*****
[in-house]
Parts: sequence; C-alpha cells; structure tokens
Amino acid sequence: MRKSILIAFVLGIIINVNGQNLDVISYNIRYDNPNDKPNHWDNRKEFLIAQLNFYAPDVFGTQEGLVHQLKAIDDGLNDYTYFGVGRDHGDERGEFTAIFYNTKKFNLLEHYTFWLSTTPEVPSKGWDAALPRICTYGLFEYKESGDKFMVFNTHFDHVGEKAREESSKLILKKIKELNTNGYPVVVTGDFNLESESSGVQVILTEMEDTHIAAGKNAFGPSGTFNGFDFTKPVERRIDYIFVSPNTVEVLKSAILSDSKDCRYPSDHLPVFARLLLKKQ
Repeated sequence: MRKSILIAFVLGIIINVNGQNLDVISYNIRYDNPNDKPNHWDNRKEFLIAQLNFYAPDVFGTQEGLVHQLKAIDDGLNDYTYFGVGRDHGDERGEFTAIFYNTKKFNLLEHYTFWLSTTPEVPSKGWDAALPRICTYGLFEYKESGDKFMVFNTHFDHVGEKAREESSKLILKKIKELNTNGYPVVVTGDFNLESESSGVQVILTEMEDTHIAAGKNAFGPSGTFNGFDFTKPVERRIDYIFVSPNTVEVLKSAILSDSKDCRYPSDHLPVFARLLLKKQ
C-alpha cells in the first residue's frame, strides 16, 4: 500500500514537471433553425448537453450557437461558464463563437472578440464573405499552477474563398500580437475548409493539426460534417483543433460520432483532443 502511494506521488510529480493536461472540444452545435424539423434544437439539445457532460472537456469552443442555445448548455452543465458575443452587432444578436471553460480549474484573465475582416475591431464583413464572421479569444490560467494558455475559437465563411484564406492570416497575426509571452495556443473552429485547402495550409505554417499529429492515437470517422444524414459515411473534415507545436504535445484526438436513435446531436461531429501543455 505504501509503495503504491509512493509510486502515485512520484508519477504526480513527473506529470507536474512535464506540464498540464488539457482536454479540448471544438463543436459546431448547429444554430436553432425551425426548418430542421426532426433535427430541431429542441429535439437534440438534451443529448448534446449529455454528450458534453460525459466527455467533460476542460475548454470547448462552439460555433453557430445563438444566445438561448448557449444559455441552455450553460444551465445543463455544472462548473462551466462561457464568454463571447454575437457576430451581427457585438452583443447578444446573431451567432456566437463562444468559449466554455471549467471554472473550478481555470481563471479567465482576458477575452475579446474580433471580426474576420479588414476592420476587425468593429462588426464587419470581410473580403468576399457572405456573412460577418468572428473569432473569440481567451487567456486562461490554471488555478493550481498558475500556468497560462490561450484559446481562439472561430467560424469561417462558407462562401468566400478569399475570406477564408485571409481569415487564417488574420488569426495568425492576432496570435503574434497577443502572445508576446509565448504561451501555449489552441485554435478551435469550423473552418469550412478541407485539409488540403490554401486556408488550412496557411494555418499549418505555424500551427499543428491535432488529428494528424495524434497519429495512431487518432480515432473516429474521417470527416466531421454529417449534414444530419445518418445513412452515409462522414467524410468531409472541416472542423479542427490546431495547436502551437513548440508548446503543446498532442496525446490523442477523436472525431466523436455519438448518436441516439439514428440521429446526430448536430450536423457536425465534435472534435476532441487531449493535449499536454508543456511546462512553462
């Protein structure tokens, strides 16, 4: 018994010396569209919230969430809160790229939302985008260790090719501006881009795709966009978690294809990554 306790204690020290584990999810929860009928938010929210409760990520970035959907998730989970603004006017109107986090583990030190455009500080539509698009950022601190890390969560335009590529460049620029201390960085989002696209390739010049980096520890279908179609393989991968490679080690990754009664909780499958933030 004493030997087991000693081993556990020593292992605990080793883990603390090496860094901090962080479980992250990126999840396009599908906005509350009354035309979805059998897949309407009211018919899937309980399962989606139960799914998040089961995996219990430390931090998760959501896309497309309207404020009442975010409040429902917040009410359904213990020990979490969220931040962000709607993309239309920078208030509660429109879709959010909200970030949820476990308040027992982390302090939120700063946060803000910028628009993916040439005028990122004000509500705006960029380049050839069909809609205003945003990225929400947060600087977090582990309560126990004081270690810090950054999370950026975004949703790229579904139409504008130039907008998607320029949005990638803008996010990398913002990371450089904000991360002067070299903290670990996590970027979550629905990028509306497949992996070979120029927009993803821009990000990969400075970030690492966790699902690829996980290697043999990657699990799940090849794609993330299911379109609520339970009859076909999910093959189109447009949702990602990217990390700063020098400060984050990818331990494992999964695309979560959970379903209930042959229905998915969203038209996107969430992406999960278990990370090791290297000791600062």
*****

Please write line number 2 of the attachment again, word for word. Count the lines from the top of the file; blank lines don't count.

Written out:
Parts: sequence; C-alpha cells; structure tokens